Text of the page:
Family Set To Sue After Legionnaire's Death

PUBLISHED: 09:31 10 December 2009 | UPDATED: 11:11 04 May 2010

Simon Tait

Simon Tait

THE family of a man who died after contracting Legionnaire s Disease at Addenbrooke s Hospital are set to launch legal proceedings. The news follows a recent ruling by a coroner who found that satisfactory new measures have been introduced at the hospital

THE family of a man who died after contracting Legionnaire's Disease at Addenbrooke's Hospital are set to launch legal proceedings.

The news follows a recent ruling by a coroner who found that satisfactory new measures have been introduced at the hospital following the death of 42-year-old Ely resident Simon Tait.

David Morris, the coroner for South and West Cambridge, ruled this week that bosses at the hospital in Cambridge had taken sufficient steps to limit further cases of the disease that was contracted by the 42-year-old Ely resident.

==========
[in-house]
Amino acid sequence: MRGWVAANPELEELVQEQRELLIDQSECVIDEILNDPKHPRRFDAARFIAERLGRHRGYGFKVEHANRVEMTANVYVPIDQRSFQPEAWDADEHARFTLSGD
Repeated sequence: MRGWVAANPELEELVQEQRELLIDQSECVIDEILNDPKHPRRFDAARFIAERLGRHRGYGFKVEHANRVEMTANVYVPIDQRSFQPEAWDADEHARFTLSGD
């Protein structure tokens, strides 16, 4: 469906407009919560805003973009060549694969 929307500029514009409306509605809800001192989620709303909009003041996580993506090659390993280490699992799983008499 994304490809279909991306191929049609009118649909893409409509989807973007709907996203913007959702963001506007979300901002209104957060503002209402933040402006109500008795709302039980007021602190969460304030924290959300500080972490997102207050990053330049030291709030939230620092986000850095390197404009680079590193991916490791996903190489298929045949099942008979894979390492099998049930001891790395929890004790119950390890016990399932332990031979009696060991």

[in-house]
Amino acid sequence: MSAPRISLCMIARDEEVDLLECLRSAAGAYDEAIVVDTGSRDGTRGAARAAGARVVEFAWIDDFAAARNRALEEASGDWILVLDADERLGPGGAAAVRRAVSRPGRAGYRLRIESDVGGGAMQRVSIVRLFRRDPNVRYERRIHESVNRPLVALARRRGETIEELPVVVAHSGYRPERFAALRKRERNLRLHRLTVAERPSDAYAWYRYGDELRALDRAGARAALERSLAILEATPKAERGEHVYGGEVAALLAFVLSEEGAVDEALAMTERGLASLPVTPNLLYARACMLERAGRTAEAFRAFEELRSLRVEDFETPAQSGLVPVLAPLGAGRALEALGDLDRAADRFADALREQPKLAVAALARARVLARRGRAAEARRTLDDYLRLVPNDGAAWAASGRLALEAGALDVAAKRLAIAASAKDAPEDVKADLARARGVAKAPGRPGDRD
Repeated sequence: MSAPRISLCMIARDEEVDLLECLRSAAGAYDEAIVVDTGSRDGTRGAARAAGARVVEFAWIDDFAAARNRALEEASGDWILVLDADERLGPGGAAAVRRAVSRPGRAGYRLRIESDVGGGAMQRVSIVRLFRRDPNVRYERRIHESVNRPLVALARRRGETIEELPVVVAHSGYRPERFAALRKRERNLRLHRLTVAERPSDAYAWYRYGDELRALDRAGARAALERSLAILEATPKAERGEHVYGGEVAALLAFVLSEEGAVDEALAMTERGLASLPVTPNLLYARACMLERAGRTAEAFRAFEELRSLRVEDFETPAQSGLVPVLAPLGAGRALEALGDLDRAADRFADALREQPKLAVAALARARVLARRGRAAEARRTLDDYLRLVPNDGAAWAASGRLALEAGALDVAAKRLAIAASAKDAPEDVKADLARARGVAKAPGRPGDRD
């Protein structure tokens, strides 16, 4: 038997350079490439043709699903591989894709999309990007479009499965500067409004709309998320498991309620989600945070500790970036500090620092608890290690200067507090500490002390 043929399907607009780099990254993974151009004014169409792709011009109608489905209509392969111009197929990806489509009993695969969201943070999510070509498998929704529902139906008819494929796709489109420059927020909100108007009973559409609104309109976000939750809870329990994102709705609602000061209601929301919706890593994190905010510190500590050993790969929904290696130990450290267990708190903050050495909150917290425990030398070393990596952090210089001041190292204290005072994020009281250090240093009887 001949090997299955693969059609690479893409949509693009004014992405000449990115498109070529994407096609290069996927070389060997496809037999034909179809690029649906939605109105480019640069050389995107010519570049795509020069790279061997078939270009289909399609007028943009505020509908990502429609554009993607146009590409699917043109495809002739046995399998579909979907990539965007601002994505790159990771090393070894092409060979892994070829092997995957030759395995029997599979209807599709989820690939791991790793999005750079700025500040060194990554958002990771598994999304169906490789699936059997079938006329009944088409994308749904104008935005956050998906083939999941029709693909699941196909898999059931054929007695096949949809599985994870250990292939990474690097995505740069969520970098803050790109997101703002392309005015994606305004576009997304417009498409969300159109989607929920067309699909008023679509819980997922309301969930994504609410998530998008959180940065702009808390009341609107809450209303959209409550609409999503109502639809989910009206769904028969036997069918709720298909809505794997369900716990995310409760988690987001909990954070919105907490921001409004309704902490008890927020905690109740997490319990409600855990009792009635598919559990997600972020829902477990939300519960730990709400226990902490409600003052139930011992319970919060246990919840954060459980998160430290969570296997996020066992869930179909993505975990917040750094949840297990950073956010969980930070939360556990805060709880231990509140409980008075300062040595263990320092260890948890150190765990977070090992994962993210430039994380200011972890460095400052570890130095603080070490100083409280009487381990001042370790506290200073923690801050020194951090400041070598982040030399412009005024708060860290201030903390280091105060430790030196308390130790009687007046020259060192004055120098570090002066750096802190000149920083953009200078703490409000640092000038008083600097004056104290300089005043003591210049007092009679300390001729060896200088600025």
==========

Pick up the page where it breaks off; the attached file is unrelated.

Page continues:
Mr Tait, who was undergoing treatment at the hospital for Leukaemia in March and had recently received a bone marrow transplant, contracted the disease and died on March 25.

An investigation following Mr Tait's death found that the 42-year-old had contracted the bug from hospital shower units and a subsequent review of procedure was undertaken.

Mr Tait of Winfarthing Court, Ship Lane, was the first patient to have contracted Legionnaire's whilst at the hospital and the disease itself remains incredibly rare, with only 300-400 cases recorded annually in the UK.

Delivering his verdict, Mr Morris said: "I am satisfied that there was no want of concern on the part of the responsible clinicians and everything that might reasonably have been done to overcome Mr Tait's deteriorating condition appears to have been done.

"I find no element of gross failure on the part of the hospital or its staff.

"I am satisfied that with the revised/improved systems now in place, every precaution has now been taken to minimise any future incidence, but complete elimination of risk is not possible."

Mr Morris went on to rule that Mr Tait's death was as a result of the Legionnaire's though his immune system was severely compromised by his recent bone marrow transplant.


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